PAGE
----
The writer Mavis Gallant died last week in Paris at age 91. She published novels and a smattering of nonfiction but kept returning to short stories as her favored form for an outpouring of tales. She published a whopping 116 stories in the pages of The New Yorker.
Born in Montreal, Gallant (pronounced “Gull ANT”) settled in Paris and lived there most of her adult life. She had endured a difficult childhood (her father died when she was young; her mother abandoned her). Not surprisingly, her stories often involve loss and abandonment, disappointment, and a yearning for love.
I discovered her work in 2007 while listening to Antonya Nelson read Gallant’s “When We Were Nearly Young” on The New Yorker fiction podcast. I was blown away. I wondered why I hadn’t come across her fiction earlier, and then fed the hunger by gobbling up more. Here’s a short passage from her “Voices Lost in Snow”:
A windless snowfall. A steep street. Two persons descend the street, stepping carefully. The child, reminded everyday to keep her hands still, gesticulates wildly. There is the flash of a red mitten. I will never overtake this pair. Their voices are lost in snow.
Paris is often the setting for her stories–the streets, the neighborhoods, the walk-up apartments. She had a knack for making Paris seem known and mysterious at the same time.
I recommend her work to anyone who enjoys well-crafted fiction. But what I’m especially eager to share is another side of her. It’s a discovery I made last week when I came across video from CBC-Radio Canada. I was riveted as I listened to Gallant describe her typical shopping routine. Here are a few quotes from that interview, interspersed with photos which I took recently in Paris.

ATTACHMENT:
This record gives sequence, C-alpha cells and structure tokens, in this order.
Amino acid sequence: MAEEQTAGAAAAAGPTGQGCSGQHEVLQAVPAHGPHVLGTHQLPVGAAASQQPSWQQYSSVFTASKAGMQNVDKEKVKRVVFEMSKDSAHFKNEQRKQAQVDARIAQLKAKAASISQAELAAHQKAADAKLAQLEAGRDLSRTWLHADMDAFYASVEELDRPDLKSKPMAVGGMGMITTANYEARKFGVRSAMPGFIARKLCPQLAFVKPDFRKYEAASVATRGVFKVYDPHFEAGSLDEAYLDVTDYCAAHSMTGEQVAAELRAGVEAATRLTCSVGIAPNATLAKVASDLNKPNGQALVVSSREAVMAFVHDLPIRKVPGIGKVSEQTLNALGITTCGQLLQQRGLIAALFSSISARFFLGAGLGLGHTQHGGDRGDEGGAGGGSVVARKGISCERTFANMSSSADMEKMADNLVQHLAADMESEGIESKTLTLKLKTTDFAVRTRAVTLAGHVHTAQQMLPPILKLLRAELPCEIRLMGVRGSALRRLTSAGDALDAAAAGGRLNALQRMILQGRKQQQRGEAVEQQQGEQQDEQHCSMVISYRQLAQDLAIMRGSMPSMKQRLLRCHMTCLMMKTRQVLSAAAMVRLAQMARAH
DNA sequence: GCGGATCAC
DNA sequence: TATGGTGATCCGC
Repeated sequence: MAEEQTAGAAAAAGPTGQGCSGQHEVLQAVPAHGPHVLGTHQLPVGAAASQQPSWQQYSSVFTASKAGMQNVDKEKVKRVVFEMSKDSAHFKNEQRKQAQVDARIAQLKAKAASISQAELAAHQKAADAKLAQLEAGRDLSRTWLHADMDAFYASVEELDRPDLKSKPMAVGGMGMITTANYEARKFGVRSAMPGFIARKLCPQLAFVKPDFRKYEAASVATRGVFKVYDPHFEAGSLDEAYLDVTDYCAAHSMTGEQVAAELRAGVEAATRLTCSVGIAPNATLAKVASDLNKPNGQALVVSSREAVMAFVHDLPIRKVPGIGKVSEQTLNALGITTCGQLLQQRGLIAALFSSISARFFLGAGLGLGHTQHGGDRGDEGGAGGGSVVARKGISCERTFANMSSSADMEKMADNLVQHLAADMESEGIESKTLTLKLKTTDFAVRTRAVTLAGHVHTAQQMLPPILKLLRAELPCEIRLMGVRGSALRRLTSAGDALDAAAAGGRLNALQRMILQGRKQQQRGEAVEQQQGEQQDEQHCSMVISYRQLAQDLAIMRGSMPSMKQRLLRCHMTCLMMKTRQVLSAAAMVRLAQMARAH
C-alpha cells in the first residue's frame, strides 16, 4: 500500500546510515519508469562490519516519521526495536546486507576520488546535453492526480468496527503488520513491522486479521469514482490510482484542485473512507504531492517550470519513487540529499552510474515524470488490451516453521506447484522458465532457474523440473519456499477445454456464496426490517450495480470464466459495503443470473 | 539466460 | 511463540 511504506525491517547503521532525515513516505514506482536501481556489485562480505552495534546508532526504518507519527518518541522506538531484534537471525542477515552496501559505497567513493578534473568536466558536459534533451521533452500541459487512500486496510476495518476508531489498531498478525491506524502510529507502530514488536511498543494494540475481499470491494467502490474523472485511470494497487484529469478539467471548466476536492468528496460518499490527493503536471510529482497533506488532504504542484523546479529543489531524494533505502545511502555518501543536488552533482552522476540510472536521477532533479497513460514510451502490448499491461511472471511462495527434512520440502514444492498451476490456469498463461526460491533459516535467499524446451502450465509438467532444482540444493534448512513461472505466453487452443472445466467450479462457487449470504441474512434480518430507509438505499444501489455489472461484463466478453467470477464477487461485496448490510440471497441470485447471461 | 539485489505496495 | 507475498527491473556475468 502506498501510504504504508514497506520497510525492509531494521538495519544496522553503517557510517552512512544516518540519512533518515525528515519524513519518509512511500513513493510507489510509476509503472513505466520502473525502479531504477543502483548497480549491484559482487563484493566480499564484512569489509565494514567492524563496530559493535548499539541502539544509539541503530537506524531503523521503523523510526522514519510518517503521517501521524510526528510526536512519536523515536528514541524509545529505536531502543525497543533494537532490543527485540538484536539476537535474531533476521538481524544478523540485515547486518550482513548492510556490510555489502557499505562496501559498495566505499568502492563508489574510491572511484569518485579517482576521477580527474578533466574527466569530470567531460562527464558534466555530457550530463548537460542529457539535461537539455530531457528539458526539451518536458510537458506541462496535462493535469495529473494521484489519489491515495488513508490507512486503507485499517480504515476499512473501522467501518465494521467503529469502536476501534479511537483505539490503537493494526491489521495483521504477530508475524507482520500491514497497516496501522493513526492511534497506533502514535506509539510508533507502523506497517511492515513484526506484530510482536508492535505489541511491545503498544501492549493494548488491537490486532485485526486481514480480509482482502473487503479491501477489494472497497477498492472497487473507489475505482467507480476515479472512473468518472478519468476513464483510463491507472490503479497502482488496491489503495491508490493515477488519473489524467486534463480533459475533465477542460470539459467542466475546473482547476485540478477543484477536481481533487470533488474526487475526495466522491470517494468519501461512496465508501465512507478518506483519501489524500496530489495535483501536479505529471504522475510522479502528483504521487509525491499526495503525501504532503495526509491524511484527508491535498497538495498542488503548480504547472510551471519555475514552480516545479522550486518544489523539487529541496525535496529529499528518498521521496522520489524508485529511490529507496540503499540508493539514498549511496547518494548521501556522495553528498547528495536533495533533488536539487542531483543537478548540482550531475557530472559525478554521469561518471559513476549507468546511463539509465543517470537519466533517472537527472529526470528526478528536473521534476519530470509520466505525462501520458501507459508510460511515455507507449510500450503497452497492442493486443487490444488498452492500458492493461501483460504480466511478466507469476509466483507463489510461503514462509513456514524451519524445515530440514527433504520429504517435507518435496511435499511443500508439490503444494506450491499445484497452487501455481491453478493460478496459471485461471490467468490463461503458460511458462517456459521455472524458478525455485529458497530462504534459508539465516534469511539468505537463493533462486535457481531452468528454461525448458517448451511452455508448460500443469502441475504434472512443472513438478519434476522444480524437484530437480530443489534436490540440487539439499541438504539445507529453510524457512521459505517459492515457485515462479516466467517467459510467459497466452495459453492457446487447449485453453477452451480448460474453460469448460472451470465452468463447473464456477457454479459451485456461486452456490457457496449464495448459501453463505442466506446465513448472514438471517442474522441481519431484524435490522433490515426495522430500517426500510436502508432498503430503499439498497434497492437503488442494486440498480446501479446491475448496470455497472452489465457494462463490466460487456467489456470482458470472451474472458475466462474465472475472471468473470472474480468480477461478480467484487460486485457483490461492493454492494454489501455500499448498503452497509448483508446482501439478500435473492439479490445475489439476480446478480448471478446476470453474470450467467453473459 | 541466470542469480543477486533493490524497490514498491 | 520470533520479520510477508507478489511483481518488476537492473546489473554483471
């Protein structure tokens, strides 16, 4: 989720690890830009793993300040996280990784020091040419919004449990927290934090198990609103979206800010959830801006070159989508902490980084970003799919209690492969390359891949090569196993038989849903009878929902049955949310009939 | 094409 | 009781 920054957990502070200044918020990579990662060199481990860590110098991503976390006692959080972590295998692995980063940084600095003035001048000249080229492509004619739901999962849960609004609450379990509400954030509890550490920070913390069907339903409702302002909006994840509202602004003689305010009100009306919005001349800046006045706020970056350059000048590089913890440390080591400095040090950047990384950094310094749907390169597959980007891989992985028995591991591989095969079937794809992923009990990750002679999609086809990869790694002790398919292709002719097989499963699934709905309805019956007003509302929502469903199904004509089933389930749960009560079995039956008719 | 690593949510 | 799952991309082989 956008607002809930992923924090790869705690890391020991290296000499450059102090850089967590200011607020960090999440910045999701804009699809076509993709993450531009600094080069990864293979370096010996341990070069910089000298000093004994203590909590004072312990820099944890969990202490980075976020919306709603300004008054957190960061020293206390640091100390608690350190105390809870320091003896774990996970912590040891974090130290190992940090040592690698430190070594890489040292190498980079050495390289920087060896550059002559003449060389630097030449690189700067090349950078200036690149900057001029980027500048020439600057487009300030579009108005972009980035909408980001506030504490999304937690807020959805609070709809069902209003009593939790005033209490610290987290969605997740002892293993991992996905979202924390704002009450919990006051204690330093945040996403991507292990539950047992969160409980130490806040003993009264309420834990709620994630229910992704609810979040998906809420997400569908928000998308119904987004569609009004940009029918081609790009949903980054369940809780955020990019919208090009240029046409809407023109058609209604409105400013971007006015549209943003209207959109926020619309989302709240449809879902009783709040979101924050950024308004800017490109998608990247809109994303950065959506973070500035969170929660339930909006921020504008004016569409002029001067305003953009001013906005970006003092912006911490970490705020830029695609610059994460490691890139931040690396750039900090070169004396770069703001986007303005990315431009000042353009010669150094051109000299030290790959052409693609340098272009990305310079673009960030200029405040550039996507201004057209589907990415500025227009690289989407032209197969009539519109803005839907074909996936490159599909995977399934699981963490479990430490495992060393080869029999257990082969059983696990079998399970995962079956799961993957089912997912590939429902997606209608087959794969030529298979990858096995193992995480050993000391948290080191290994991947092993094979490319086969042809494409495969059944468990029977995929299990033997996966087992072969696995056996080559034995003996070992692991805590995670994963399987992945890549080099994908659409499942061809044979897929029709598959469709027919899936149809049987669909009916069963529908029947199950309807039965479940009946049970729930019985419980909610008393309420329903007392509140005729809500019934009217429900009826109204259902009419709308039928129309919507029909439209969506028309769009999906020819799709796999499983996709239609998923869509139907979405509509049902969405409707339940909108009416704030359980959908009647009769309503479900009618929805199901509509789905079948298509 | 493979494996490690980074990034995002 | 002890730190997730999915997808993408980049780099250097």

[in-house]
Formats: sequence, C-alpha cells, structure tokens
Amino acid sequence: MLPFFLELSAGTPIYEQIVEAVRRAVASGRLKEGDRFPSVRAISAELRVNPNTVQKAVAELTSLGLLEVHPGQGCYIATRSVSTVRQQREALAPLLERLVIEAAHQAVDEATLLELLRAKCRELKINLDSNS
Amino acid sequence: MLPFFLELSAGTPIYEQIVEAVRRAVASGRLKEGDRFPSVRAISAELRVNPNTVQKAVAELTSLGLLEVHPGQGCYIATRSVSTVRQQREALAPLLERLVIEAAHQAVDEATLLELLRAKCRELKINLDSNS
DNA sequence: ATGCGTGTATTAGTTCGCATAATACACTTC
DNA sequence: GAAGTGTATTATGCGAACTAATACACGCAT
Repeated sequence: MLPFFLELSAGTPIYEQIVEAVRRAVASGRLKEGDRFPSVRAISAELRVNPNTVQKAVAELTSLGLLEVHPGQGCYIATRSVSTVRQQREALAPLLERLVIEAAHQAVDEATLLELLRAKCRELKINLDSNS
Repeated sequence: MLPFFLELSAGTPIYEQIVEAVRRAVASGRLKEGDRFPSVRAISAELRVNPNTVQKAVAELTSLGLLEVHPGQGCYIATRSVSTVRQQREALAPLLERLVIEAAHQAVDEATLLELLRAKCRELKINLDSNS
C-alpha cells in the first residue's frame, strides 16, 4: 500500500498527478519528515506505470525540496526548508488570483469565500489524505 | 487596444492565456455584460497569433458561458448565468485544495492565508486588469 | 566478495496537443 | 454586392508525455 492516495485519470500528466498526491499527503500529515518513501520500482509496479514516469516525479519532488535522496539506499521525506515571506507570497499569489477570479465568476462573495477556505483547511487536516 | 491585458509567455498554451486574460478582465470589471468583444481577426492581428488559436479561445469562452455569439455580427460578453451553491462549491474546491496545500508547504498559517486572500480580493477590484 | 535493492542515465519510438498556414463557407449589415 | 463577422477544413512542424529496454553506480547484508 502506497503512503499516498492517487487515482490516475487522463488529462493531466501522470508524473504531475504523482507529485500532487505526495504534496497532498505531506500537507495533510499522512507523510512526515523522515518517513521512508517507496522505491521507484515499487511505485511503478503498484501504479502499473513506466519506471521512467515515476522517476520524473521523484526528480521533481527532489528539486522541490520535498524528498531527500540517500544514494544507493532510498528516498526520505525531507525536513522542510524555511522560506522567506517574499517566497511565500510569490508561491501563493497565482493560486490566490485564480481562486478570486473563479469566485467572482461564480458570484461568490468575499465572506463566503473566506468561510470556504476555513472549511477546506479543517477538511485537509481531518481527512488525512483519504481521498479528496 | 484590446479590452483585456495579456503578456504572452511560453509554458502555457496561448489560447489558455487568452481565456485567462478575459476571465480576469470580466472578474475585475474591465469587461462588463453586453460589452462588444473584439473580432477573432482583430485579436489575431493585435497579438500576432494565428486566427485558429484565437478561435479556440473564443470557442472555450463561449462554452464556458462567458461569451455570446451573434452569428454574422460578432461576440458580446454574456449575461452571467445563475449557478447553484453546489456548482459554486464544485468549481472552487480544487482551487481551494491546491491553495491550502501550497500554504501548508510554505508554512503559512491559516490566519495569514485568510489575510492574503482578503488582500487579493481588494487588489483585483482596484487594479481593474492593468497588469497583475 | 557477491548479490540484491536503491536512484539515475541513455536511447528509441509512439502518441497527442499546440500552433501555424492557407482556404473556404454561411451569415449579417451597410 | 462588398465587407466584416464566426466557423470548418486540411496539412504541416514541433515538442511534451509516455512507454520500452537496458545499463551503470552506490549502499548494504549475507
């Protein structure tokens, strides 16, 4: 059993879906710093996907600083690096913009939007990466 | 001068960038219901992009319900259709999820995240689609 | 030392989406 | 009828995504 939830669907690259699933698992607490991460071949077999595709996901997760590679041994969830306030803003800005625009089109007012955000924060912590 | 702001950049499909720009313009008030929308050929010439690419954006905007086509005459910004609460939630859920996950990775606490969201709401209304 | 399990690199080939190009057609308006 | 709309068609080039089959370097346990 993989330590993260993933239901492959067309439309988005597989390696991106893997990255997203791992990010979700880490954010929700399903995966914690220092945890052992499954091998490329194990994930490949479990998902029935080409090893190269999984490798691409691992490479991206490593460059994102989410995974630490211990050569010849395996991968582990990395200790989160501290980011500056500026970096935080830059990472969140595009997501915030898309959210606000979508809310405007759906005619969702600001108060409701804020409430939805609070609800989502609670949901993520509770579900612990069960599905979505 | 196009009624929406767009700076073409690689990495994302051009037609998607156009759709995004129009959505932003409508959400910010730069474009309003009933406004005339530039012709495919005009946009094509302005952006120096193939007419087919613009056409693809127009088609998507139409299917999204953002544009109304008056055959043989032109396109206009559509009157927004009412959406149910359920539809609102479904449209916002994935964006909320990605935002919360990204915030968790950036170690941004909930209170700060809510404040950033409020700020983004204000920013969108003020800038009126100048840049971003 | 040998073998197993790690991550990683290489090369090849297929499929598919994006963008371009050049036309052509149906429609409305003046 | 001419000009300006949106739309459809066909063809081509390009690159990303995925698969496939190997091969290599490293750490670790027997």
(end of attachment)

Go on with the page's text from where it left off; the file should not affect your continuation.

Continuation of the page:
Mavis Gallant on butchers:
“One is faithful to one’s butcher in France. Always. Because you tell him what you’re going to cook. This is of great interest to him. And he cuts it for you that way… The butcher is the backbone of your cooking.”
Mavis Gallant on bakers:
“I go to a good baker. I’ve tried them all. And I go to the one I thought was best.”
Mavis Gallant on waiting in line:
“Many people who come to live in France from America find it very tedious to go from shop to shop. To queue up four and five times in a morning. I suppose it is. But I’m used to it.”
“I have only one florist. When she’s shut, I don’t buy flowers. Because I don’t think they’re as beautiful elsewhere.”
Shopping in Paris–whether for food, bread, flowers, meats, or anything–is about relationships. It’s fascinating to hear Gallant, a master at capturing situations and relationships in stories, bring her keen observation to bear on these everyday aspects of life in Paris. She knows her butcher, her florist, her greengrocer, her baker–as deeply as she knows the characters in her fiction. In typical Gallant style, she goes straight to the heart of the interaction and relationships.
From now on I will think of her as I wait in line, whether fourth or fifth or deeper in queue. Yes, to some it might be tedious. But I’m glad to know I’d be in the excellent company of Mavis Gallant when I decide to stay.
More on Mavis Gallant:
- The video “Mavis Gallant: A Canadian in Paris” can be watched on CBC Radio-Canada Archives.
- Writers Jumpha Lahiri and Michael Ondaatje talk about her influence in this article from The Guardian.
- The New York Times obituary by Helen Verongos.
- A remembrance of Gallant in The New Yorker by fiction editor Deborah Treisman.
- Writer Antonya Nelson reads Mavis Gallant’s “When We Were Nearly Young” on The New Yorker fiction podcast and discusses Gallant’s work with The New Yorker fiction editor Deborah Treisman.
- New York Review Books Classics (disclaimer: a sibling to Markets of Paris publisher The Little Bookroom) had the good sense to publish several collections of her work. Here’s a list.
- NPR aired this interview by Frank Browning in which you can hear Mavis Gallant read a passage from “Old Friends.”